Of course he never called in any experts to obtain an opinion as to the real cause of the derrick collapse, and had he made inquiry from any of the men at the well as to the foundation blocks, he could have received no information since the foundations were in place on the ground and had been prior to the time the drilling Contractor commenced operations. He categorically acknowledged that if a Contractor's employee is injured, the Compensation Insurer can assert a claim against his company, and that in his experience in the East Texas oil field, a serious injury is likely to result in lawsuits.6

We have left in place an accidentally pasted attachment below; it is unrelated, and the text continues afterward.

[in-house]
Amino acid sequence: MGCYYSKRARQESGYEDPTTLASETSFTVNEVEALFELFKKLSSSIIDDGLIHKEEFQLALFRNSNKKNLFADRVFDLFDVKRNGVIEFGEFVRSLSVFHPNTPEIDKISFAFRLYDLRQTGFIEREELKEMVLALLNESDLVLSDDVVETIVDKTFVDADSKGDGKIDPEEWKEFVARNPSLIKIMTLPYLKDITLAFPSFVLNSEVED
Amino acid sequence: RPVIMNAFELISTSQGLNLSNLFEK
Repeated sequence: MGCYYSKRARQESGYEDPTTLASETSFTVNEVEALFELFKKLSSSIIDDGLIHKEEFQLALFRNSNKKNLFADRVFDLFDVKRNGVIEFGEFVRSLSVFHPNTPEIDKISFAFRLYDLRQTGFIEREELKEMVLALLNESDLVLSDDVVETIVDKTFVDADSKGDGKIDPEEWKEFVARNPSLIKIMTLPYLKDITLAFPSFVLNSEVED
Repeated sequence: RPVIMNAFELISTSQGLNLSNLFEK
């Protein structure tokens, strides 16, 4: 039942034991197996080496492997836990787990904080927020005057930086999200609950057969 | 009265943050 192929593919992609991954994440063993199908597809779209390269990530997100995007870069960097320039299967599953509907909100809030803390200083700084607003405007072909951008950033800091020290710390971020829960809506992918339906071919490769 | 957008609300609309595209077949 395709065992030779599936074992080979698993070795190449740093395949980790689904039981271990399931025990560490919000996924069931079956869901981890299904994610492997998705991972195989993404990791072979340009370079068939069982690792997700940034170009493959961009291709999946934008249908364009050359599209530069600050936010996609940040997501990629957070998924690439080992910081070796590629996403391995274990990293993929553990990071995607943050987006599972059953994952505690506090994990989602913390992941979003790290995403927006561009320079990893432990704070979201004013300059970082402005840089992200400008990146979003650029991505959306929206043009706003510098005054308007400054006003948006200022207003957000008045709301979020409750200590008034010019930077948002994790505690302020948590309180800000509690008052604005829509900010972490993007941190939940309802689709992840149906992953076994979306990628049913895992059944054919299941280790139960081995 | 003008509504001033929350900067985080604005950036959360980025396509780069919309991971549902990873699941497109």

What little strength this had as a prudent investigation, it had none at all on whether, had White or the Compensation Carrier been contacted, each would have disavowed a purpose to assert a claim. It was at this stage that all became topsy-turvy. Old allies were now in the position of hostile antagonists. And old and fearsome adversaries became welcome confederates for, to established this, he who had recently been the lion in the street now became the star witness. White's successful trial counsel as a witness for the Assured testified along these lines: he was initially retained by White more than a year after the accident; his employment concerned recovery of maximum workmen's compensation benefits; he did not have in mind any common law third party damage suits. In the negotiations with the Compensation Insurer terminating successfully sometime in the spring of 1950 in a total permanent settlement, the claims adjuster expressed the opinion that neither White nor the Compensation Insurer, as subrogee, had any common law third party claim. As White's attorney he actually thought little of the third party case and had made no investigation to determine whether one existed. The thing which set him off was the spectacular recovery obtained shortly before by one of his law school classmates in the Allbritton case.7 Stimulated by this famed case and discussions with counsel on both sides of it, he began some investigation. As he thought the claim might soon be timebarred under the Texas two-year statute of limitations, he filed suit May 20, 1950, and then used pre-trial discovery depositions to ferret out the facts on these principal points of negligence. Of course, all of the liability facts proved by him in the tort case were in existence and ascertainable at the time of the investigation by Isadore Roosth.